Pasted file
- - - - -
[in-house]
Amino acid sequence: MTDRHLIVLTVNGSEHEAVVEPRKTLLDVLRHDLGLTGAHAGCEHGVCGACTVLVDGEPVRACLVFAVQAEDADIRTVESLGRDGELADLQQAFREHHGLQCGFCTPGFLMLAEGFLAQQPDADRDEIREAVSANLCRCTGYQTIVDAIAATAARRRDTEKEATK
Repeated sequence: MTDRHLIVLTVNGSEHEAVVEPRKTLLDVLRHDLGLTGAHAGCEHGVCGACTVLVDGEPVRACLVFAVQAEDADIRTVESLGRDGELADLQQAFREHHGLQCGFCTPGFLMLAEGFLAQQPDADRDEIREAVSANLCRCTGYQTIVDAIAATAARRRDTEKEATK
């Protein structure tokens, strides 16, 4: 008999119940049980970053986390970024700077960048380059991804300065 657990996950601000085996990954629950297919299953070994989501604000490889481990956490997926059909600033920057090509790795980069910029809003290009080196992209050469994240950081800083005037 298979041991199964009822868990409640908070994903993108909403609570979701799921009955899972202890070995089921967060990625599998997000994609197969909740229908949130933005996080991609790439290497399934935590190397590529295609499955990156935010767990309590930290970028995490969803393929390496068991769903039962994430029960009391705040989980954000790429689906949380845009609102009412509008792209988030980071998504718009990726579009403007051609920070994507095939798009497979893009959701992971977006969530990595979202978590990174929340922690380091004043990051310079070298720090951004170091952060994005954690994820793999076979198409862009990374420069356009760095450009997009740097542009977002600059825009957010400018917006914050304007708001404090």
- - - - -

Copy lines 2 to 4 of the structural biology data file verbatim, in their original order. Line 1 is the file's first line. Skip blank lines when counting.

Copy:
Amino acid sequence: MTDRHLIVLTVNGSEHEAVVEPRKTLLDVLRHDLGLTGAHAGCEHGVCGACTVLVDGEPVRACLVFAVQAEDADIRTVESLGRDGELADLQQAFREHHGLQCGFCTPGFLMLAEGFLAQQPDADRDEIREAVSANLCRCTGYQTIVDAIAATAARRRDTEKEATK
Repeated sequence: MTDRHLIVLTVNGSEHEAVVEPRKTLLDVLRHDLGLTGAHAGCEHGVCGACTVLVDGEPVRACLVFAVQAEDADIRTVESLGRDGELADLQQAFREHHGLQCGFCTPGFLMLAEGFLAQQPDADRDEIREAVSANLCRCTGYQTIVDAIAATAARRRDTEKEATK
């Protein structure tokens, strides 16, 4: 008999119940049980970053986390970024700077960048380059991804300065 657990996950601000085996990954629950297919299953070994989501604000490889481990956490997926059909600033920057090509790795980069910029809003290009080196992209050469994240950081800083005037 298979041991199964009822868990409640908070994903993108909403609570979701799921009955899972202890070995089921967060990625599998997000994609197969909740229908949130933005996080991609790439290497399934935590190397590529295609499955990156935010767990309590930290970028995490969803393929390496068991769903039962994430029960009391705040989980954000790429689906949380845009609102009412509008792209988030980071998504718009990726579009403007051609920070994507095939798009497979893009959701992971977006969530990595979202978590990174929340922690380091004043990051310079070298720090951004170091952060994005954690994820793999076979198409862009990374420069356009760095450009997009740097542009977002600059825009957010400018917006914050304007708001404090």